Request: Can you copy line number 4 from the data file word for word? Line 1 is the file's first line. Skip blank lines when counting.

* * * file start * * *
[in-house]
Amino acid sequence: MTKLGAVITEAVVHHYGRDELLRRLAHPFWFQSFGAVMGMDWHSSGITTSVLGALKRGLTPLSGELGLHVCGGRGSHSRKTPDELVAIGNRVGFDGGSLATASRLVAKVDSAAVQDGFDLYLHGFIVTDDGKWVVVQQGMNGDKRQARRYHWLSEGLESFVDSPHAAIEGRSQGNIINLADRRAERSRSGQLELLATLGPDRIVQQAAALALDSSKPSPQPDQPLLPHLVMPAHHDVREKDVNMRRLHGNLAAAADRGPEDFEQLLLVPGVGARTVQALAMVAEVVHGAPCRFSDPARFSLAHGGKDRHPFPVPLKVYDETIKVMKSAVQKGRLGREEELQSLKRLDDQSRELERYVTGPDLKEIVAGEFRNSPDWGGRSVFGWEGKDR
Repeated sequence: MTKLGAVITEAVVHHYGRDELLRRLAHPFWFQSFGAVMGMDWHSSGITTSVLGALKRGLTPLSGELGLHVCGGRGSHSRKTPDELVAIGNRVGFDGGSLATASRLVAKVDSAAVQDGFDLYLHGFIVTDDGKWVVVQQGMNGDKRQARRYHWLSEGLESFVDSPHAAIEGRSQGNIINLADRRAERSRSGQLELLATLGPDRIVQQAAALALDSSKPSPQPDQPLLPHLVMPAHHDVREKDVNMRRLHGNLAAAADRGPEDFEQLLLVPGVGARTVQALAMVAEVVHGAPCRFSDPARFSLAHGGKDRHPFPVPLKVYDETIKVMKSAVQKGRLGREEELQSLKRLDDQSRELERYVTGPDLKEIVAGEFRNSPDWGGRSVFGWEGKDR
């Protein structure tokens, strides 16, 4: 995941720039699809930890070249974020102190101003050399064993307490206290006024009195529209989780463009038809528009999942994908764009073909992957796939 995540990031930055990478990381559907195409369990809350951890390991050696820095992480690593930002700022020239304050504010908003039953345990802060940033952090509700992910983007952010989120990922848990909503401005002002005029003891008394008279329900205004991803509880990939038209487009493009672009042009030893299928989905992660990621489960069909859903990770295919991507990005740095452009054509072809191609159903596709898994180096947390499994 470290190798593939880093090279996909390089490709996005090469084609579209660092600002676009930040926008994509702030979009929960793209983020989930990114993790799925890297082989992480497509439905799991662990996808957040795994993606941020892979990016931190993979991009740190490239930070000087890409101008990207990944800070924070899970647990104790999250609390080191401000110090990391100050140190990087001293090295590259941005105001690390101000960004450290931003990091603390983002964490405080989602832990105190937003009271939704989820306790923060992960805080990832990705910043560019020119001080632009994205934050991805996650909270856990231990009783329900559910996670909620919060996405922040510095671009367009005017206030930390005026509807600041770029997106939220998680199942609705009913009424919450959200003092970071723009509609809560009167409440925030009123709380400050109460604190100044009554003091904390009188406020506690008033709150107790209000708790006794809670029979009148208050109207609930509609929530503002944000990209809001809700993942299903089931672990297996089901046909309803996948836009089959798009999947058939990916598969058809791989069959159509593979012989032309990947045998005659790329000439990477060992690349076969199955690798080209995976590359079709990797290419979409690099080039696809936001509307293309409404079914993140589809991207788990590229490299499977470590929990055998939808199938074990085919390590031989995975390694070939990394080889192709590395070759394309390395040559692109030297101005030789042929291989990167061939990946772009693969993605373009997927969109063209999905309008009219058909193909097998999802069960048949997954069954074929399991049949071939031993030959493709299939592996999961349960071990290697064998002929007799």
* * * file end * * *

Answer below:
């Protein structure tokens, strides 16, 4: 995941720039699809930890070249974020102190101003050399064993307490206290006024009195529209989780463009038809528009999942994908764009073909992957796939 995540990031930055990478990381559907195409369990809350951890390991050696820095992480690593930002700022020239304050504010908003039953345990802060940033952090509700992910983007952010989120990922848990909503401005002002005029003891008394008279329900205004991803509880990939038209487009493009672009042009030893299928989905992660990621489960069909859903990770295919991507990005740095452009054509072809191609159903596709898994180096947390499994 470290190798593939880093090279996909390089490709996005090469084609579209660092600002676009930040926008994509702030979009929960793209983020989930990114993790799925890297082989992480497509439905799991662990996808957040795994993606941020892979990016931190993979991009740190490239930070000087890409101008990207990944800070924070899970647990104790999250609390080191401000110090990391100050140190990087001293090295590259941005105001690390101000960004450290931003990091603390983002964490405080989602832990105190937003009271939704989820306790923060992960805080990832990705910043560019020119001080632009994205934050991805996650909270856990231990009783329900559910996670909620919060996405922040510095671009367009005017206030930390005026509807600041770029997106939220998680199942609705009913009424919450959200003092970071723009509609809560009167409440925030009123709380400050109460604190100044009554003091904390009188406020506690008033709150107790209000708790006794809670029979009148208050109207609930509609929530503002944000990209809001809700993942299903089931672990297996089901046909309803996948836009089959798009999947058939990916598969058809791989069959159509593979012989032309990947045998005659790329000439990477060992690349076969199955690798080209995976590359079709990797290419979409690099080039696809936001509307293309409404079914993140589809991207788990590229490299499977470590929990055998939808199938074990085919390590031989995975390694070939990394080889192709590395070759394309390395040559692109030297101005030789042929291989990167061939990946772009693969993605373009997927969109063209999905309008009219058909193909097998999802069960048949997954069954074929399991049949071939031993030959493709299939592996999961349960071990290697064998002929007799």